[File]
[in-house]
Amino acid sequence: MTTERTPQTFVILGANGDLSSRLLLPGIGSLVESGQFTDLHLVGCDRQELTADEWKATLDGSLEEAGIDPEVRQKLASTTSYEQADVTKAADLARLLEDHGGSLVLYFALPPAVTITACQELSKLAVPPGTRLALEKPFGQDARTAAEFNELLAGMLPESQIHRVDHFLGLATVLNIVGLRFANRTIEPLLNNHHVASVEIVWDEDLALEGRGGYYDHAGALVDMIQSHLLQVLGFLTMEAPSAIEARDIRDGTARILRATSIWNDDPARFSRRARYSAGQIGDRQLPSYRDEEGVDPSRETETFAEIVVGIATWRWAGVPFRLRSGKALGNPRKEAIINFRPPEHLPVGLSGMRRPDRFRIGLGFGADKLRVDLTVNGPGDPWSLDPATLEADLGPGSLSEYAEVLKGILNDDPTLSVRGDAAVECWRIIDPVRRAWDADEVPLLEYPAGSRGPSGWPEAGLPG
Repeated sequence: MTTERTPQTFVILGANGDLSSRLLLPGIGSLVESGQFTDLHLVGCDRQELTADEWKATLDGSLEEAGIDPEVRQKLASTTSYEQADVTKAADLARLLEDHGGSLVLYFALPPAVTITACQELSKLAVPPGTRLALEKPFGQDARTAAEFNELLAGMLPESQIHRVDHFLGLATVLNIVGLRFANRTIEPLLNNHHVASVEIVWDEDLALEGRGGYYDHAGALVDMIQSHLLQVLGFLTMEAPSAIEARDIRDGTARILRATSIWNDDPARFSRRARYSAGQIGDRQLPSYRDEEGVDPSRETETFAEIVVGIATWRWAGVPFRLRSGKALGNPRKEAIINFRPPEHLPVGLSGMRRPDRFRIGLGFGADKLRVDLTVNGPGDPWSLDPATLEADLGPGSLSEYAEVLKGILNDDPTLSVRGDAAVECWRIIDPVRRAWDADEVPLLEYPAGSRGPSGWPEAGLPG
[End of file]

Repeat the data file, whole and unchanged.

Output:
[in-house]
Amino acid sequence: MTTERTPQTFVILGANGDLSSRLLLPGIGSLVESGQFTDLHLVGCDRQELTADEWKATLDGSLEEAGIDPEVRQKLASTTSYEQADVTKAADLARLLEDHGGSLVLYFALPPAVTITACQELSKLAVPPGTRLALEKPFGQDARTAAEFNELLAGMLPESQIHRVDHFLGLATVLNIVGLRFANRTIEPLLNNHHVASVEIVWDEDLALEGRGGYYDHAGALVDMIQSHLLQVLGFLTMEAPSAIEARDIRDGTARILRATSIWNDDPARFSRRARYSAGQIGDRQLPSYRDEEGVDPSRETETFAEIVVGIATWRWAGVPFRLRSGKALGNPRKEAIINFRPPEHLPVGLSGMRRPDRFRIGLGFGADKLRVDLTVNGPGDPWSLDPATLEADLGPGSLSEYAEVLKGILNDDPTLSVRGDAAVECWRIIDPVRRAWDADEVPLLEYPAGSRGPSGWPEAGLPG
Repeated sequence: MTTERTPQTFVILGANGDLSSRLLLPGIGSLVESGQFTDLHLVGCDRQELTADEWKATLDGSLEEAGIDPEVRQKLASTTSYEQADVTKAADLARLLEDHGGSLVLYFALPPAVTITACQELSKLAVPPGTRLALEKPFGQDARTAAEFNELLAGMLPESQIHRVDHFLGLATVLNIVGLRFANRTIEPLLNNHHVASVEIVWDEDLALEGRGGYYDHAGALVDMIQSHLLQVLGFLTMEAPSAIEARDIRDGTARILRATSIWNDDPARFSRRARYSAGQIGDRQLPSYRDEEGVDPSRETETFAEIVVGIATWRWAGVPFRLRSGKALGNPRKEAIINFRPPEHLPVGLSGMRRPDRFRIGLGFGADKLRVDLTVNGPGDPWSLDPATLEADLGPGSLSEYAEVLKGILNDDPTLSVRGDAAVECWRIIDPVRRAWDADEVPLLEYPAGSRGPSGWPEAGLPG